“Additionally, improvements in paper coatings chemistry and increased knowledge of the interaction between these coatings and ink chemistry have led to products that work across more print processes than before,” says Mackura. “More focus on training within the industry in recent years has opened up partnerships and discussions that have led to higher quality and improved press output.”
With acrylic emulsion adhesives, higher press speeds are attainable. Acrylics also provide a suitable amount of repositionability time if the product is mislabeled. Acrylic adhesive are also easier to diecut than rubber based adhesives.
Laakso of Cham-Tenero says a major advancement on the release liner front are liners that offer higher silicone cure speeds and more uniform silicone holdout.
In this area, Ahlstrom Paper Group offers its glassine liners for high speed silicone coating. For laser copy and self adhesive vinyl laminates, Ahlstrom Paper adds a line of clay coated liners to its offering.
Saul of Technicote says consistent caliper has been addressed more in the release liner market to help avoid matrix breaks.
The emergence of thermal transfer, direct thermal, inkjet and laser printers has given rise to different levels of characteristics of paper substrates, and suppliers are scrambling to keep up with the evolving demands. With the rising popularity of the Internet, the bar code market in particular (which utilizes many of these printing technologies) has experienced significant growth, says Andy Woodward, industry manager, Maratech International, Channeled Resources, Chicago. “People are sending more and more packages that require bar code tracking. Five or six labels can be produced when one item is purchased over the Internet,” he says.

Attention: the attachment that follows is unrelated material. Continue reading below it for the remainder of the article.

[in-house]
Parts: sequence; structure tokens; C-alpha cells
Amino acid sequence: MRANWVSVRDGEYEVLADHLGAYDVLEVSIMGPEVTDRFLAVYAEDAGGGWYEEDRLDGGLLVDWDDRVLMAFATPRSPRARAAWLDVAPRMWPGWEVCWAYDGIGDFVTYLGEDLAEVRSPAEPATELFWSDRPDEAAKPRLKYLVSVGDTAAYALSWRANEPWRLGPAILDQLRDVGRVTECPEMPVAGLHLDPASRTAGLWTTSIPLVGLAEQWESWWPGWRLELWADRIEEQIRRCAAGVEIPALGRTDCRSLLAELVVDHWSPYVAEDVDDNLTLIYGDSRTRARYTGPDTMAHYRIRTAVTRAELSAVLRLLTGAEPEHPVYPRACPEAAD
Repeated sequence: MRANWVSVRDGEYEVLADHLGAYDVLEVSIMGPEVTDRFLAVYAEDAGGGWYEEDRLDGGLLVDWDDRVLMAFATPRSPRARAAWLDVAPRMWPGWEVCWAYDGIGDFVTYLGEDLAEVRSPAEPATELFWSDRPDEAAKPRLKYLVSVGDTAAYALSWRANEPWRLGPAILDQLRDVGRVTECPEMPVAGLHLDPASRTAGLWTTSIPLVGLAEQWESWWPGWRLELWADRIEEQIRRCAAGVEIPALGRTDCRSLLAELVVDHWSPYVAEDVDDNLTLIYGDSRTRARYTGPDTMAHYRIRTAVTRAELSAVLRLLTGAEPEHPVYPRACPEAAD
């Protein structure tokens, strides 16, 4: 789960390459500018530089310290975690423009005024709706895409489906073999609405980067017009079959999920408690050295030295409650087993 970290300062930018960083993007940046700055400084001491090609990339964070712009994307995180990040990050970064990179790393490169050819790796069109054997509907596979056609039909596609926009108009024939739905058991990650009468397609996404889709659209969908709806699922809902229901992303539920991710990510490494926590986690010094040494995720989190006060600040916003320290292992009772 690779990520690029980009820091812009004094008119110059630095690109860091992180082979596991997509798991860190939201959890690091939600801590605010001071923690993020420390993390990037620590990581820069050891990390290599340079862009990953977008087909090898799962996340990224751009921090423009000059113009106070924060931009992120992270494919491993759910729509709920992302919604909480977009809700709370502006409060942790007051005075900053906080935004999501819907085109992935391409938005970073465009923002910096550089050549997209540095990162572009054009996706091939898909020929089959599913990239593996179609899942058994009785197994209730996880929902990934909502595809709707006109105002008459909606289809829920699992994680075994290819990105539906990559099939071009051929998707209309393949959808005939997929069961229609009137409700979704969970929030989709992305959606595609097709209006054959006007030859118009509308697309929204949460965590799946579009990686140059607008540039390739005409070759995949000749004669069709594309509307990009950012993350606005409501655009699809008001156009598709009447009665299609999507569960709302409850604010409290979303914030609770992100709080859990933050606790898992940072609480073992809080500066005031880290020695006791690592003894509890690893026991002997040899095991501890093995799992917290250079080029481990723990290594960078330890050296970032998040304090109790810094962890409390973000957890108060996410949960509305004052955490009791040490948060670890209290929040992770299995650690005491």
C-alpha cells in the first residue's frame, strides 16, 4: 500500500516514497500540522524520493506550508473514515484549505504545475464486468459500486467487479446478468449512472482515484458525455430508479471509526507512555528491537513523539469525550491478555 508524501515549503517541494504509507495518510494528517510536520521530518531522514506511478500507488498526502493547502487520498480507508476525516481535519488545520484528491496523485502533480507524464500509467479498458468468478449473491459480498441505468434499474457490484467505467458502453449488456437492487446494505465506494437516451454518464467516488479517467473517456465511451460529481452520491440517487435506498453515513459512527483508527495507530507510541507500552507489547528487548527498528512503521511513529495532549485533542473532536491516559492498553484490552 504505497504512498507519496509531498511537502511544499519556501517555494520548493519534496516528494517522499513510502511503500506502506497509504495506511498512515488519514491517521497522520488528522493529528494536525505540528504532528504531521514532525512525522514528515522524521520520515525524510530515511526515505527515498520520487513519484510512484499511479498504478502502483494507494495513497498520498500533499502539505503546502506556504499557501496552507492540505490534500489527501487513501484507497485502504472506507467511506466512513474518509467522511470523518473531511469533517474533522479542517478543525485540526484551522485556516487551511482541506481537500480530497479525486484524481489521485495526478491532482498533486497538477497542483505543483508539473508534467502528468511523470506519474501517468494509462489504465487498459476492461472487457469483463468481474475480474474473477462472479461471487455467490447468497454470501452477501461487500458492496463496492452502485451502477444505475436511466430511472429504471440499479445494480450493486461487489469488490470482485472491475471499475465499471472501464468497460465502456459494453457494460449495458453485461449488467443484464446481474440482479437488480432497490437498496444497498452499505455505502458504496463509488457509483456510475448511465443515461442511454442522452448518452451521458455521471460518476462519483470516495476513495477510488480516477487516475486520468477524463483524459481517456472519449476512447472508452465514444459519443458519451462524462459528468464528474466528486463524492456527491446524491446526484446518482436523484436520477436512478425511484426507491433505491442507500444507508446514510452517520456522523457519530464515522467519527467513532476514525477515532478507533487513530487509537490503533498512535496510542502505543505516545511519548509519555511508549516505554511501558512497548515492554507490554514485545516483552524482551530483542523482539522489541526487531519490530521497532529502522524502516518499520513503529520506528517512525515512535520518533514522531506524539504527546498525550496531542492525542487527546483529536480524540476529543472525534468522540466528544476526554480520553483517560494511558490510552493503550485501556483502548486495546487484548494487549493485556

As this market continues to develop, paper suppliers have found themselves focusing on products for non-traditional label printers. Some of these specific characteristics include higher speeds for thermal transfer printers and more ink receptive substrates for inkjet printers.
Inkjet printable paper requires the ability to absorb the ink with excellent resolution, says John Guzzo, president of Polykote, Warminster, Pa. The demand for glossy inkjet printable papers to achieve a photo quality look, is another trend, he adds.
“More and more of an ever-present challenge to package and label designers is creating powerful shelf presence for their product,” says Tina Anagnostis of Proma Technologies, Franklin, Mass. “Today a successful label not only needs to convey the details of the product, but must also have the ability to cut through the clutter on store shelves and capture the attention of the busy consumer.”
Holographic paper is one way end users have provided themselves with an advantage in this competitive marketplace. In the dazzling holographic realm Proma Technologies offers its eye catching “HoloPrism” product. The company recently worked closely with Pennzoil to create a paper label that would provide the product with an advantage at the point of sale.
Anagnostis describes the product. “The label features a holographic sphere accentuated with the yellow and black Pennzoil logo applied to silver gray bottles. On busy store shelves, the package provides movement, creating an eye catching effect that calls attention to the product.”
Another developing area is a rise in use of UV lacquers and overlaminates to make up for the growing demand of lower grade papers, says Guzzo of Polykote. In the past, more expensive high-gloss paper was in demand, but now as customers have recognized the more affordable overlaminate alternatives, this demand has taken a new turn toward lower grade papers, he says.
Mackura of Avery Dennison points to another developing trend. “A consistent question being asked is, ‘How can we consolidate inventory and still compete in the higher-end graphics part of the market?’ The increase of industry supplier-to-supplier partnerships is growing and providing opportunities for innovation through working together to solve issues, instead of looking at an issue from one perspective,” he says.
“This results in helping the converters and their customers by bringing a team effort into the game, from substrate through dispensing/filling line suppliers and everyone in between. It has acted like a springboard toward gaining new and growing business in the narrow web market,” he adds.